Low fat, low carb, or Mediterranean: which diet is right for you?
Losing weight sometimes takes experimentation. If you give a diet your best shot and it doesn’t work long term, maybe it wasn’t the right one for you, your metabolism, or your situation. Genes, family, your environment—even your friends—influence how, why, what, and how much you eat, so don’t get too discouraged or beat yourself up because a diet that “worked for everybody” didn’t pay off for you. Try another, keeping in mind that almost any diet will help you shed pounds—at least for a short time.
Here’s a look at three common diet approaches:
Low fat: Doesn’t taste great … and is less filling
Once the main strategy for losing weight, low-fat diets were shoved aside by the low-carb frenzy. But healthy fats can actually promote weight loss, and some fats are good for the heart; eliminating them from the diet can cause problems.
Since fat contains nine calories per gram while carbohydrates contain four, you could theoretically eat more without taking in more calories by cutting back on fatty foods and eating more that are full of carbohydrates, especially water-rich fruits and vegetables. Still, such a diet tends to be less filling and flavorful than other diets, which lessens its long-term appeal. And if the carbs you eat in place of fat are highly processed and rapidly digested, you may be sabotaging your weight-loss plan.
Low carbohydrate: Quick weight loss but long-term safety questions
Eating carbohydrates—especially highly processed ones like white bread and white rice—quickly boosts blood sugar, which triggers an outpouring of insulin from the pancreas. The surge of insulin can rapidly drop blood sugar, causing hunger. Low-carb proponents claim that people who eat a lot of carbohydrates take in extra calories and gain weight. Limiting carbs in favor of protein and fat is supposed to prevent the insulin surge and make you feel full longer.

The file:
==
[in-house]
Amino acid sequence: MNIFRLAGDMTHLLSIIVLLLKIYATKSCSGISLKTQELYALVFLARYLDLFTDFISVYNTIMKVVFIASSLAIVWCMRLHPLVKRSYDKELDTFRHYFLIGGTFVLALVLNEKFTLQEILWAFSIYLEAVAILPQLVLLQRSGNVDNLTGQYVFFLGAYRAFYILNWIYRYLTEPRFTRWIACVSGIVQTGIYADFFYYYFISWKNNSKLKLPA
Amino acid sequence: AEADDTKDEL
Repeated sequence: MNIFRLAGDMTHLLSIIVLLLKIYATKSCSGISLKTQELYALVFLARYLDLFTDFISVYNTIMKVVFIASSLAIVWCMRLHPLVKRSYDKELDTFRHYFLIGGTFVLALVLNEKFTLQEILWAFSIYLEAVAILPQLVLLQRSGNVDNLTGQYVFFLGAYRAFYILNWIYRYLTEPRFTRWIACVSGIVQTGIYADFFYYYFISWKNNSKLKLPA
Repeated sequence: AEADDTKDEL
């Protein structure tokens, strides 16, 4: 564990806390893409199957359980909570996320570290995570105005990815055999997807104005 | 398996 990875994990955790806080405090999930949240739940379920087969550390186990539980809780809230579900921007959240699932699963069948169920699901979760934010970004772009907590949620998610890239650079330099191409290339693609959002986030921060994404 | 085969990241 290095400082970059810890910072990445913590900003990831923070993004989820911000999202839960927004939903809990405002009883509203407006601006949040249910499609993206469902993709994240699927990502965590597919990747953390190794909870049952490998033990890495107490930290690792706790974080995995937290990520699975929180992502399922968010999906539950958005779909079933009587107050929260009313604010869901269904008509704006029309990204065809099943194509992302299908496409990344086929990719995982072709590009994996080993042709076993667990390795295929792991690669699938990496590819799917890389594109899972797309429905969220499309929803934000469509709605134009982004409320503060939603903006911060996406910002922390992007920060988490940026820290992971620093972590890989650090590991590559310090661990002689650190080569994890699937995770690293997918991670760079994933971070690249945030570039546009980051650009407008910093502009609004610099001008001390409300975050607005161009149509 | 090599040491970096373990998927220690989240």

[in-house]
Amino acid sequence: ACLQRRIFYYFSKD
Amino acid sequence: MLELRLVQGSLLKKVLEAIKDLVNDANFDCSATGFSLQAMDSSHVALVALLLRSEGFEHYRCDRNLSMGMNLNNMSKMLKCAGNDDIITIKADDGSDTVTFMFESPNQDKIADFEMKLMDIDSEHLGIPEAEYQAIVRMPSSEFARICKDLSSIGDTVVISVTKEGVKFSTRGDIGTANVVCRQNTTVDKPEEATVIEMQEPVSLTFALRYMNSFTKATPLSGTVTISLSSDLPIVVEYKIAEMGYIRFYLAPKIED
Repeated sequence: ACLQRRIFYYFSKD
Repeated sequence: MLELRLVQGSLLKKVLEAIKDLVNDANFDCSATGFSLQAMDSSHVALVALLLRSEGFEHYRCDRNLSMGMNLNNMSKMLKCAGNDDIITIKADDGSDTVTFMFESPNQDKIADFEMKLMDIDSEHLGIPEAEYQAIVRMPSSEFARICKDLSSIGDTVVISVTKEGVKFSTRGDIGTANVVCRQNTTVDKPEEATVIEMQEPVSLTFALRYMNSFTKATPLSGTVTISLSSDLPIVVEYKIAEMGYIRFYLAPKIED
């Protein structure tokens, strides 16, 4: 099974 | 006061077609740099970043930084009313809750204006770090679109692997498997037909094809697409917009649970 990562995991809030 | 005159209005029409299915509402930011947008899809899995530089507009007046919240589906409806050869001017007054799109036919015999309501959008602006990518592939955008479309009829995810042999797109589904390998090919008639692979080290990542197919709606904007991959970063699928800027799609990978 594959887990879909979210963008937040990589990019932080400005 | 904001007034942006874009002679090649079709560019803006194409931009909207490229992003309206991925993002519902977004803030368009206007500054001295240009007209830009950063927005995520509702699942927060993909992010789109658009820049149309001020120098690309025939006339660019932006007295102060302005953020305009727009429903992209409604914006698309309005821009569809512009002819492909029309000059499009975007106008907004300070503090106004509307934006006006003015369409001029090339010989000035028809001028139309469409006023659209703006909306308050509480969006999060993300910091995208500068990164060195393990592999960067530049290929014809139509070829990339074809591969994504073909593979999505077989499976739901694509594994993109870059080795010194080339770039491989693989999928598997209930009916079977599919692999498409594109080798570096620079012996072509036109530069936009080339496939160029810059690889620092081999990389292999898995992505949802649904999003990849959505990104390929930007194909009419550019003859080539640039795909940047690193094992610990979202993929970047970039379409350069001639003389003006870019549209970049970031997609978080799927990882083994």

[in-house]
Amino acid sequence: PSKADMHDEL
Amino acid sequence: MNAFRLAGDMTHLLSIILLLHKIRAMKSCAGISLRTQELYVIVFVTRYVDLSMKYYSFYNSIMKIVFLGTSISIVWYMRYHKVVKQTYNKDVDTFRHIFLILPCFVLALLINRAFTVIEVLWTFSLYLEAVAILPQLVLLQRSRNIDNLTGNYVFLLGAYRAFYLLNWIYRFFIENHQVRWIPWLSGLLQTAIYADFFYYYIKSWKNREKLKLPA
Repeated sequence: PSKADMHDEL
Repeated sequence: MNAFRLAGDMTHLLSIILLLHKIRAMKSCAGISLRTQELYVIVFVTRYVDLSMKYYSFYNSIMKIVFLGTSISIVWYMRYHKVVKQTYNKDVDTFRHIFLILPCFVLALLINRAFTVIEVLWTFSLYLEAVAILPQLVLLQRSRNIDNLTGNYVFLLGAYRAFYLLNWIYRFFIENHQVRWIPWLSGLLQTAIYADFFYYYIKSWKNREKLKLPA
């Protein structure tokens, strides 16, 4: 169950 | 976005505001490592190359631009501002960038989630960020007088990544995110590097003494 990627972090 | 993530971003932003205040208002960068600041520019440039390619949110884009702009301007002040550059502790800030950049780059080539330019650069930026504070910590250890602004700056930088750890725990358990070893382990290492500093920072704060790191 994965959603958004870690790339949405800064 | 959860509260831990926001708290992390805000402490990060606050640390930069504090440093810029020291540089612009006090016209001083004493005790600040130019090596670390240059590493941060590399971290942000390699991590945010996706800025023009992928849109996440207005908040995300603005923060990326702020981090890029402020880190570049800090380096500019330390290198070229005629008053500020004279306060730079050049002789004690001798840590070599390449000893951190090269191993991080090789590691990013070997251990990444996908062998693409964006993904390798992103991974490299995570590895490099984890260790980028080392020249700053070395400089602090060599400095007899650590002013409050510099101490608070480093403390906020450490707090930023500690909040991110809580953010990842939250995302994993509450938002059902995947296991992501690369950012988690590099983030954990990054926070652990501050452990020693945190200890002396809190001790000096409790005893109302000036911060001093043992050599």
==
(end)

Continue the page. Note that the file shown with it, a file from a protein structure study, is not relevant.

To make up for the lack of carbohydrates in the diet, the body mobilizes its own carbohydrate stores from liver and muscle tissue. In the process, the body also mobilizes water, meaning that the pounds shed are water weight. The result is rapid weight loss, but after a few months, weight loss tends to slow and reverse, just as happens with other diets.
The American Heart Association cautions people against following the Atkins diet because it is too high in saturated fat and protein, which can be hard on the heart, kidneys, and bones. The lack of carb-rich fruits and vegetables is also worrisome, because eating these foods tends to lower the risk of stroke, dementia, and certain cancers. Most experts believe that the South Beach and other less restrictive low-carbohydrate diets offer a more reasonable approach.
Mediterranean style: Healthy fats and carbs with a big side of fruits and vegetables
Good fats are the monounsaturated fats found in olive oil and other oils, and the polyunsaturated fats found in fish, canola oil, walnuts, and other foods. Saturated fat and trans fat are the bad guys. Mediterranean diets tend to have a moderate amount of fat, but most of it comes from healthy fats. The carbohydrates in Mediterranean-style diets tend to come from unrefined, fiber-rich sources like whole wheat and beans. These diets are also rich in fruits and vegetables, nuts, seeds, and fish, with only modest amounts of meat and cheese.
People living in Mediterranean countries have a lower-than-expected rate of heart disease. But the traditional lifestyle in the region also includes lots of physical activity, regular meal patterns, wine, and good social support. It’s hard to know what relative role these different factors play — but there is growing evidence that, in and of itself, the diet can reduce cardiovascular risk and the